Working from home can harm your career and leave you socially sidelined. So said economist Catherine Mann, a member of the Bank of England’s monetary policy committee this week — striking fear into the hearts of those of us juggling WFH with in-office hours.
According to Mann, two separate career tracks could develop: the virtual and the physical, with the virtual seen as less vital. But it doesn’t have to be this way. “Social wellbeing in a hybrid working world has huge potential,” says Alaana Woods, commercial director at Bupa Health Clinics. Rather than a problem to fix, it is a chance to level the playing field — the key is avoiding an “us and them” culture, and grabbing chances for inclusion that the virtual world can offer. Virtual co-working hours, where people can join a video call and go about work as usual, make it easier, says freelance happiness officer Danielle Woods — while virtual socialising also breaks reliance on after-hours alcohol as a social aide.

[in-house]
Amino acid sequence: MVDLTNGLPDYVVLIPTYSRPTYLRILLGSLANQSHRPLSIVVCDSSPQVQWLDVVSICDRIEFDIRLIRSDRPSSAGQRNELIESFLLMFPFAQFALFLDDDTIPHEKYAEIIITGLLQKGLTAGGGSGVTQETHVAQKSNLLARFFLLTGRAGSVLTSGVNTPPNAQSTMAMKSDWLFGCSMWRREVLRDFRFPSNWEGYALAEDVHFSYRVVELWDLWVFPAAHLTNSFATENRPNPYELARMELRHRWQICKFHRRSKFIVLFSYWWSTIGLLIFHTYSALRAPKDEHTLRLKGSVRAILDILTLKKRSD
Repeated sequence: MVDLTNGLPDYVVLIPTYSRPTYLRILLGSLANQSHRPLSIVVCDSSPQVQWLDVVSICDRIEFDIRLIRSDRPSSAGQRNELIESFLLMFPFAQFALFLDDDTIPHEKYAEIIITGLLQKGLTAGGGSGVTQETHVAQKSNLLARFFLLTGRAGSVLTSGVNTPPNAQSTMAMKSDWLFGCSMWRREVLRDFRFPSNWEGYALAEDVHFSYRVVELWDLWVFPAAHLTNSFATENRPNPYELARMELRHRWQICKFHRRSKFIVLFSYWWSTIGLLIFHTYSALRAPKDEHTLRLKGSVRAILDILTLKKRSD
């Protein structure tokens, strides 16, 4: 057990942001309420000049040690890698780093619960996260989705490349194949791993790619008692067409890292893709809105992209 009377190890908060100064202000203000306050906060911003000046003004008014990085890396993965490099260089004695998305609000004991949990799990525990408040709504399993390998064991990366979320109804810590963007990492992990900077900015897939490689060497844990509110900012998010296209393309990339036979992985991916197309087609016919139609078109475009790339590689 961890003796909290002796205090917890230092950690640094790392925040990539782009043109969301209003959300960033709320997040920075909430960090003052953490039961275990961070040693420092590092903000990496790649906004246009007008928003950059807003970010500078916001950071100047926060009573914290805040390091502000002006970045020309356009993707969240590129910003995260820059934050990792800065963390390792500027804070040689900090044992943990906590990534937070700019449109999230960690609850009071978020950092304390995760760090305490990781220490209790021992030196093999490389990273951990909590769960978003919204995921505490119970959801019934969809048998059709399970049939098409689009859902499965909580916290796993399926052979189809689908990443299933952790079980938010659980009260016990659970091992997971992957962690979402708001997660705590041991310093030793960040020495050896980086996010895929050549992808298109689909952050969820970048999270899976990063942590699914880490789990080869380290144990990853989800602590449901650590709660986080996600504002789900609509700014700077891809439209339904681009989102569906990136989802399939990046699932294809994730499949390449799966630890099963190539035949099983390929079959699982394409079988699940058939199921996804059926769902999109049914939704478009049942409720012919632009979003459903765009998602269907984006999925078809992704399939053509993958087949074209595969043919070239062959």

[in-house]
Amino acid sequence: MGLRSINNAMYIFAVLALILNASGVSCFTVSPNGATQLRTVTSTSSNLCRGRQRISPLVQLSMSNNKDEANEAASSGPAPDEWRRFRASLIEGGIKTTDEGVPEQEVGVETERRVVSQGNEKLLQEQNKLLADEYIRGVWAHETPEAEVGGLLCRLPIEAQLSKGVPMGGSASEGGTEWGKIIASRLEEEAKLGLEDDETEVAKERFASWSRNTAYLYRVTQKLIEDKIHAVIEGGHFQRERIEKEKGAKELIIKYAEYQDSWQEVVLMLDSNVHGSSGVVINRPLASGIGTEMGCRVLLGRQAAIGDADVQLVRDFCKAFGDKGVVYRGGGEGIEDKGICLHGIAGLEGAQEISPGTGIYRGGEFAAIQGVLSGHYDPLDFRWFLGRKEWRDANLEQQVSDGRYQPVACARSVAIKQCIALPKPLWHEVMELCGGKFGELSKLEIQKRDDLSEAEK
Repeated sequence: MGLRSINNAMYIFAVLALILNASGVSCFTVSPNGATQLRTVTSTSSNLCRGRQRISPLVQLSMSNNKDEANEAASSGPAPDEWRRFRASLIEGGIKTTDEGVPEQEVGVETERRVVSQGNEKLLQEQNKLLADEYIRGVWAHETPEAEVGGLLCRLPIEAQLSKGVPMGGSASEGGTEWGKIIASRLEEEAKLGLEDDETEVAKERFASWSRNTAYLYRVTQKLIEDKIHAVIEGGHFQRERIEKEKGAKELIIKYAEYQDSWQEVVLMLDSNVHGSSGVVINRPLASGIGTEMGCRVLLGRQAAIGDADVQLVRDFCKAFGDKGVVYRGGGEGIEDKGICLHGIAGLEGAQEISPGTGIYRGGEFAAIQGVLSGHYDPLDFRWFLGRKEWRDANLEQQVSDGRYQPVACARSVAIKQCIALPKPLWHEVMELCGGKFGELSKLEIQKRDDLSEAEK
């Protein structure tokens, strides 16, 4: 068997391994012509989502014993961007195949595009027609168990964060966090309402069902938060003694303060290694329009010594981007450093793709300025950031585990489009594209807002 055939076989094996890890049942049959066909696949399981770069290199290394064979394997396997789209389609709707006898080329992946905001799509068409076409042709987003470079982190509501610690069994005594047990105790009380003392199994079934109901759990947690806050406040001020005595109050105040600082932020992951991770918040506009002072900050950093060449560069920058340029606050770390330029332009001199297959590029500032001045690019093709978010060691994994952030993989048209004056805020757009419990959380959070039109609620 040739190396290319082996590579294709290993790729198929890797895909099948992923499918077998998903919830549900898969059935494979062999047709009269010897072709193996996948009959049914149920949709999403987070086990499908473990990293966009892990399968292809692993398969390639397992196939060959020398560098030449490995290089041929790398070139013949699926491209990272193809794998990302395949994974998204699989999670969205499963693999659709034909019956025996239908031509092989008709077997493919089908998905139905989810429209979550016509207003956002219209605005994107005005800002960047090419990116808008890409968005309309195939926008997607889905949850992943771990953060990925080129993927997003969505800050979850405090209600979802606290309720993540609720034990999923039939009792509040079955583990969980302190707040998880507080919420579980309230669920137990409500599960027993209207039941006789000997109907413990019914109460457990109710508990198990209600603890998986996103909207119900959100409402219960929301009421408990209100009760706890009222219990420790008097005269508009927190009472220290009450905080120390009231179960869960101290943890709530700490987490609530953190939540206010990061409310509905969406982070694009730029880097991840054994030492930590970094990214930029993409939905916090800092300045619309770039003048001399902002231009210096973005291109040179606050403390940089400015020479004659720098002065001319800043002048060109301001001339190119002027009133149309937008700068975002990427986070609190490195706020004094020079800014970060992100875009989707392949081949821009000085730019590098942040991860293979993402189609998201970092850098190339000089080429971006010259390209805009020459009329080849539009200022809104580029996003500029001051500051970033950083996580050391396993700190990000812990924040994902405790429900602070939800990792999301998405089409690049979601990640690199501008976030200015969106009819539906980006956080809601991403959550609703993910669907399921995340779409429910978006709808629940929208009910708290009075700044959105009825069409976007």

This “has forced us to think more creatively about how we socialise with our colleagues”, says Harry Corin, who advises low-alcohol brand Lucky Saint and others on workplace mental health.
Santander bank is a member of responsible business group Business in the Community and is held up as example of where this works: their employee-led Mental Wellbeing Network fosters social wellbeing through weekly virtual activities including “tea and talk” sessions and a text chat forum where colleagues connect.
So to make hybrid “work”? Check in, reach out and remember to be there for each other, even if you’re not there in person.